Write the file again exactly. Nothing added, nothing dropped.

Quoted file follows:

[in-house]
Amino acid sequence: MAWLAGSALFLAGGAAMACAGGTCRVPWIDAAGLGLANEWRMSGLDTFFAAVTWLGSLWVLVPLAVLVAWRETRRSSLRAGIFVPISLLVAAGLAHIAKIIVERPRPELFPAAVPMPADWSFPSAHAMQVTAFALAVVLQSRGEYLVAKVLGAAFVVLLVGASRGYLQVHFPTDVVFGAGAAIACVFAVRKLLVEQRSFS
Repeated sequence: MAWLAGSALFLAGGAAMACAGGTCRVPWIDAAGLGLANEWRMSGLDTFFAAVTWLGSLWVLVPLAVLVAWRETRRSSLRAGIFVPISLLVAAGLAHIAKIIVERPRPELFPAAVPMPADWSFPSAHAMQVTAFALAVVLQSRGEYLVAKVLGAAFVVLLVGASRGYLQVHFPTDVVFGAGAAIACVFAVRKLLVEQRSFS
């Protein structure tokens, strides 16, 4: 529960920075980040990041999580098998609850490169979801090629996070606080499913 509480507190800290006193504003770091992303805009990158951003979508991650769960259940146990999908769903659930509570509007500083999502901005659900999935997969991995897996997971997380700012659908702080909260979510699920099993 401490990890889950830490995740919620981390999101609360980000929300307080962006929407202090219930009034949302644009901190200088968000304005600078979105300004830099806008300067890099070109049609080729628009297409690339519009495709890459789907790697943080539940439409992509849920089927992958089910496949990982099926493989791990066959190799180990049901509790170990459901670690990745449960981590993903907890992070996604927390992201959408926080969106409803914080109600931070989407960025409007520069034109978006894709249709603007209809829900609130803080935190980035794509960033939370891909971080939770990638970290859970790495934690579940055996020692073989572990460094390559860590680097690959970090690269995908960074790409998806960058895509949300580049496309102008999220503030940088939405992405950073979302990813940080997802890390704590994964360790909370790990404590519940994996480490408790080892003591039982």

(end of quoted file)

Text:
[in-house]
Amino acid sequence: MAWLAGSALFLAGGAAMACAGGTCRVPWIDAAGLGLANEWRMSGLDTFFAAVTWLGSLWVLVPLAVLVAWRETRRSSLRAGIFVPISLLVAAGLAHIAKIIVERPRPELFPAAVPMPADWSFPSAHAMQVTAFALAVVLQSRGEYLVAKVLGAAFVVLLVGASRGYLQVHFPTDVVFGAGAAIACVFAVRKLLVEQRSFS
Repeated sequence: MAWLAGSALFLAGGAAMACAGGTCRVPWIDAAGLGLANEWRMSGLDTFFAAVTWLGSLWVLVPLAVLVAWRETRRSSLRAGIFVPISLLVAAGLAHIAKIIVERPRPELFPAAVPMPADWSFPSAHAMQVTAFALAVVLQSRGEYLVAKVLGAAFVVLLVGASRGYLQVHFPTDVVFGAGAAIACVFAVRKLLVEQRSFS
């Protein structure tokens, strides 16, 4: 529960920075980040990041999580098998609850490169979801090629996070606080499913 509480507190800290006193504003770091992303805009990158951003979508991650769960259940146990999908769903659930509570509007500083999502901005659900999935997969991995897996997971997380700012659908702080909260979510699920099993 401490990890889950830490995740919620981390999101609360980000929300307080962006929407202090219930009034949302644009901190200088968000304005600078979105300004830099806008300067890099070109049609080729628009297409690339519009495709890459789907790697943080539940439409992509849920089927992958089910496949990982099926493989791990066959190799180990049901509790170990459901670690990745449960981590993903907890992070996604927390992201959408926080969106409803914080109600931070989407960025409007520069034109978006894709249709603007209809829900609130803080935190980035794509960033939370891909971080939770990638970290859970790495934690579940055996020692073989572990460094390559860590680097690959970090690269995908960074790409998806960058895509949300580049496309102008999220503030940088939405992405950073979302990813940080997802890390704590994964360790909370790990404590519940994996480490408790080892003591039982």